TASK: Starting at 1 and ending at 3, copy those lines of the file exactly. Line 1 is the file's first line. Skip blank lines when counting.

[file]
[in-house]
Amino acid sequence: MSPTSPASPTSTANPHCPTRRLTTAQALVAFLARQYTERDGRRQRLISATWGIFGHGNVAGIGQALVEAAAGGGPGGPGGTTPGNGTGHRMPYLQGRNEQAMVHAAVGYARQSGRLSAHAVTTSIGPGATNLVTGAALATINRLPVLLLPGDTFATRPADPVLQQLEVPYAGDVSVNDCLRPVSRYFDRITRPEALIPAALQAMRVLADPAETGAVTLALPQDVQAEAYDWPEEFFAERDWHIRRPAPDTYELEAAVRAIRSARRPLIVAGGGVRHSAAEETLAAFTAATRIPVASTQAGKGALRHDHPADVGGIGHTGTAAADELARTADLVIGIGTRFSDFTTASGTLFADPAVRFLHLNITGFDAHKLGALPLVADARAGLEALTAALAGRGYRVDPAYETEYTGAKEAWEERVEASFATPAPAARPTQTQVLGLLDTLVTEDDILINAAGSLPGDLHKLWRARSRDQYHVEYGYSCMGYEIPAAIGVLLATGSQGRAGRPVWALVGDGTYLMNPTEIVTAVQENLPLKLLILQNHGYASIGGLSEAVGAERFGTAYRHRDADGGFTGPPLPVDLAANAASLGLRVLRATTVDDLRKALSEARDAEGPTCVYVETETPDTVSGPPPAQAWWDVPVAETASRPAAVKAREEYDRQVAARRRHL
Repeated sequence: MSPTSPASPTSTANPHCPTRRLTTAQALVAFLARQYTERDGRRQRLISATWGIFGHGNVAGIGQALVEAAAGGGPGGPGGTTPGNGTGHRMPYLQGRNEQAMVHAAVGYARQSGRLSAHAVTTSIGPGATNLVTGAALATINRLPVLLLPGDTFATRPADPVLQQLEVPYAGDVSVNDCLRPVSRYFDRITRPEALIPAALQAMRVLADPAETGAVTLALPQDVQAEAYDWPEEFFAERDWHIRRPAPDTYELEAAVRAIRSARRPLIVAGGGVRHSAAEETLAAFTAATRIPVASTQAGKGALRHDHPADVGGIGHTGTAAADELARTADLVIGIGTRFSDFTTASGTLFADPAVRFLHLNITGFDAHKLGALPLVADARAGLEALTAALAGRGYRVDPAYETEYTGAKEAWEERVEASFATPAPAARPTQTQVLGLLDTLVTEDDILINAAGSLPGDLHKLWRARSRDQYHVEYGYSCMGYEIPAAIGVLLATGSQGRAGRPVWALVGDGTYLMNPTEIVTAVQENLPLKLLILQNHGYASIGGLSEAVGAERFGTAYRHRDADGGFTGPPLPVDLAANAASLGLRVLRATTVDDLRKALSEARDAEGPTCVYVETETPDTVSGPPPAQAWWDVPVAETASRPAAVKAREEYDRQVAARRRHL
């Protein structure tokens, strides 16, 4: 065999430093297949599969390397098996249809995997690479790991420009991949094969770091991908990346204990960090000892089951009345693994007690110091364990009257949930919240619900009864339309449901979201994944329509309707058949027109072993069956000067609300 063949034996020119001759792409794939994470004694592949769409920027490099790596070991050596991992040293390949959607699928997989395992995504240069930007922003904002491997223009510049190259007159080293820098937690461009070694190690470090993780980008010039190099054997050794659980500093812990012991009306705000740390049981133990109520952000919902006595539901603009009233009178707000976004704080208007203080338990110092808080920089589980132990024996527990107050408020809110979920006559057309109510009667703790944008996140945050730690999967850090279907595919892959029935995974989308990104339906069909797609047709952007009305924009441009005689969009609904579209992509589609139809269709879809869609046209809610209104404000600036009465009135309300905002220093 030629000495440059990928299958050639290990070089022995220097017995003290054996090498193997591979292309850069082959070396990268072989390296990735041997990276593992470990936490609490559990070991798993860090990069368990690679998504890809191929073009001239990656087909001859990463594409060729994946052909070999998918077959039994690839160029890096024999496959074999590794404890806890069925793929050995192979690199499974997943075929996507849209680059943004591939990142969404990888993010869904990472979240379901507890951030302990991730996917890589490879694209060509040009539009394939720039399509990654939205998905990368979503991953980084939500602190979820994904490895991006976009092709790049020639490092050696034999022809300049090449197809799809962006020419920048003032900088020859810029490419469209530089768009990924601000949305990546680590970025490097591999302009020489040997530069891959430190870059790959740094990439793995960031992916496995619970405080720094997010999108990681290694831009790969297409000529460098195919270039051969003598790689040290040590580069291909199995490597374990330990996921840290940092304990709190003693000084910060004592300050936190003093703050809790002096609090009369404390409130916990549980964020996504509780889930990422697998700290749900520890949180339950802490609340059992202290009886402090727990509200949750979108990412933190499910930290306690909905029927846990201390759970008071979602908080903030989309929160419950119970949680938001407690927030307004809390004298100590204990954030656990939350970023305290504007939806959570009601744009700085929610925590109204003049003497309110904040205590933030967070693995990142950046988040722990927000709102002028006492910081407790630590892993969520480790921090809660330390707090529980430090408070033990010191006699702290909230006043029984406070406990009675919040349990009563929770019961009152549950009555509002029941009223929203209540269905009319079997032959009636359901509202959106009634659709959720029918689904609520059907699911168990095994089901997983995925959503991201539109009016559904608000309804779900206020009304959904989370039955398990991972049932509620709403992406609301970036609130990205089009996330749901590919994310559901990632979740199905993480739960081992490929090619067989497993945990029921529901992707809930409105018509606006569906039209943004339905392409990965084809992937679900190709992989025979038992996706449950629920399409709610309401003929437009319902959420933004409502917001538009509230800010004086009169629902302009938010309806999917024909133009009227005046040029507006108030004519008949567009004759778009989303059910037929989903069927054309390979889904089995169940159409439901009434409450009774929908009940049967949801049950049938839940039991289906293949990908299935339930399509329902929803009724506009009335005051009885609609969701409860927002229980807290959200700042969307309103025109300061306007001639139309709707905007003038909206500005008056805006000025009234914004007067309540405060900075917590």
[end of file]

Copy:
[in-house]
Amino acid sequence: MSPTSPASPTSTANPHCPTRRLTTAQALVAFLARQYTERDGRRQRLISATWGIFGHGNVAGIGQALVEAAAGGGPGGPGGTTPGNGTGHRMPYLQGRNEQAMVHAAVGYARQSGRLSAHAVTTSIGPGATNLVTGAALATINRLPVLLLPGDTFATRPADPVLQQLEVPYAGDVSVNDCLRPVSRYFDRITRPEALIPAALQAMRVLADPAETGAVTLALPQDVQAEAYDWPEEFFAERDWHIRRPAPDTYELEAAVRAIRSARRPLIVAGGGVRHSAAEETLAAFTAATRIPVASTQAGKGALRHDHPADVGGIGHTGTAAADELARTADLVIGIGTRFSDFTTASGTLFADPAVRFLHLNITGFDAHKLGALPLVADARAGLEALTAALAGRGYRVDPAYETEYTGAKEAWEERVEASFATPAPAARPTQTQVLGLLDTLVTEDDILINAAGSLPGDLHKLWRARSRDQYHVEYGYSCMGYEIPAAIGVLLATGSQGRAGRPVWALVGDGTYLMNPTEIVTAVQENLPLKLLILQNHGYASIGGLSEAVGAERFGTAYRHRDADGGFTGPPLPVDLAANAASLGLRVLRATTVDDLRKALSEARDAEGPTCVYVETETPDTVSGPPPAQAWWDVPVAETASRPAAVKAREEYDRQVAARRRHL
Repeated sequence: MSPTSPASPTSTANPHCPTRRLTTAQALVAFLARQYTERDGRRQRLISATWGIFGHGNVAGIGQALVEAAAGGGPGGPGGTTPGNGTGHRMPYLQGRNEQAMVHAAVGYARQSGRLSAHAVTTSIGPGATNLVTGAALATINRLPVLLLPGDTFATRPADPVLQQLEVPYAGDVSVNDCLRPVSRYFDRITRPEALIPAALQAMRVLADPAETGAVTLALPQDVQAEAYDWPEEFFAERDWHIRRPAPDTYELEAAVRAIRSARRPLIVAGGGVRHSAAEETLAAFTAATRIPVASTQAGKGALRHDHPADVGGIGHTGTAAADELARTADLVIGIGTRFSDFTTASGTLFADPAVRFLHLNITGFDAHKLGALPLVADARAGLEALTAALAGRGYRVDPAYETEYTGAKEAWEERVEASFATPAPAARPTQTQVLGLLDTLVTEDDILINAAGSLPGDLHKLWRARSRDQYHVEYGYSCMGYEIPAAIGVLLATGSQGRAGRPVWALVGDGTYLMNPTEIVTAVQENLPLKLLILQNHGYASIGGLSEAVGAERFGTAYRHRDADGGFTGPPLPVDLAANAASLGLRVLRATTVDDLRKALSEARDAEGPTCVYVETETPDTVSGPPPAQAWWDVPVAETASRPAAVKAREEYDRQVAARRRHL